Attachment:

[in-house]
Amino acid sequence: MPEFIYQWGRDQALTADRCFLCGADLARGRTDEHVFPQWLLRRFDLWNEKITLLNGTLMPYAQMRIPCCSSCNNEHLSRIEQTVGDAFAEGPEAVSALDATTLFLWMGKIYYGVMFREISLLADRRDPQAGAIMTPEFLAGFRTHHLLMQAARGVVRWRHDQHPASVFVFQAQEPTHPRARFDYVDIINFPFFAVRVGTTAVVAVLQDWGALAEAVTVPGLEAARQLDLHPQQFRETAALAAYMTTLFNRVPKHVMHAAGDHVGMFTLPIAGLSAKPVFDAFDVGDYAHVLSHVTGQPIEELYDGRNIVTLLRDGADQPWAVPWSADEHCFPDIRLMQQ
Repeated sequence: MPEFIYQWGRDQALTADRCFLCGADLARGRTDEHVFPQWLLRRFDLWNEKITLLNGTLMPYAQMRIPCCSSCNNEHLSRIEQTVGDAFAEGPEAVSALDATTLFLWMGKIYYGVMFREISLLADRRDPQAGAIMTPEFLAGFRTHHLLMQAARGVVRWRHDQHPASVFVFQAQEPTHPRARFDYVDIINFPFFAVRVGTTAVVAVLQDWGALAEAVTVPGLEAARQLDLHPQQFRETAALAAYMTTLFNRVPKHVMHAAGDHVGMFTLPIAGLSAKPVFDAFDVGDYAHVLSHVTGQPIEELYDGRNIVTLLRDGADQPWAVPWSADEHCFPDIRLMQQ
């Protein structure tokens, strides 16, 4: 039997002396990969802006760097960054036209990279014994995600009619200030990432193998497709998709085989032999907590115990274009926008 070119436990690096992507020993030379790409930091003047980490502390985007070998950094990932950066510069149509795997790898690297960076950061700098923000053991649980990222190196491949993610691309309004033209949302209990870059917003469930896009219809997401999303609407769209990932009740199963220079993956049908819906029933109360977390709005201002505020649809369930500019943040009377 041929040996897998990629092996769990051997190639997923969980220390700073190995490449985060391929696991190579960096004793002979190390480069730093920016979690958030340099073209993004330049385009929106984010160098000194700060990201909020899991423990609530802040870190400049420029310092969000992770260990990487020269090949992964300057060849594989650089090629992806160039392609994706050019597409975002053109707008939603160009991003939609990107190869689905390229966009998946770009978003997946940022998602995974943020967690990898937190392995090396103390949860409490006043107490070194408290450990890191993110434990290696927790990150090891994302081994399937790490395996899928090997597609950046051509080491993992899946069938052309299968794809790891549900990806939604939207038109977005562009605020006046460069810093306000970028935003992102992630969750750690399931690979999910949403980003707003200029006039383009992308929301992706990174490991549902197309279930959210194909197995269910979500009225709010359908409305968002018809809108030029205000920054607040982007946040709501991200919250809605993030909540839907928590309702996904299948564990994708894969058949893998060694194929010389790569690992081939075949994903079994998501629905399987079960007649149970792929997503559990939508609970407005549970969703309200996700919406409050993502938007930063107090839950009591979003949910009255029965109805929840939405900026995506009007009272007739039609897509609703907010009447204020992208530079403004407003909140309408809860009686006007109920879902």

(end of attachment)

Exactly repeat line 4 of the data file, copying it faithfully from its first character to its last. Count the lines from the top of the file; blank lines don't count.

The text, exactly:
């Protein structure tokens, strides 16, 4: 039997002396990969802006760097960054036209990279014994995600009619200030990432193998497709998709085989032999907590115990274009926008 070119436990690096992507020993030379790409930091003047980490502390985007070998950094990932950066510069149509795997790898690297960076950061700098923000053991649980990222190196491949993610691309309004033209949302209990870059917003469930896009219809997401999303609407769209990932009740199963220079993956049908819906029933109360977390709005201002505020649809369930500019943040009377 041929040996897998990629092996769990051997190639997923969980220390700073190995490449985060391929696991190579960096004793002979190390480069730093920016979690958030340099073209993004330049385009929106984010160098000194700060990201909020899991423990609530802040870190400049420029310092969000992770260990990487020269090949992964300057060849594989650089090629992806160039392609994706050019597409975002053109707008939603160009991003939609990107190869689905390229966009998946770009978003997946940022998602995974943020967690990898937190392995090396103390949860409490006043107490070194408290450990890191993110434990290696927790990150090891994302081994399937790490395996899928090997597609950046051509080491993992899946069938052309299968794809790891549900990806939604939207038109977005562009605020006046460069810093306000970028935003992102992630969750750690399931690979999910949403980003707003200029006039383009992308929301992706990174490991549902197309279930959210194909197995269910979500009225709010359908409305968002018809809108030029205000920054607040982007946040709501991200919250809605993030909540839907928590309702996904299948564990994708894969058949893998060694194929010389790569690992081939075949994903079994998501629905399987079960007649149970792929997503559990939508609970407005549970969703309200996700919406409050993502938007930063107090839950009591979003949910009255029965109805929840939405900026995506009007009272007739039609897509609703907010009447204020992208530079403004407003909140309408809860009686006007109920879902």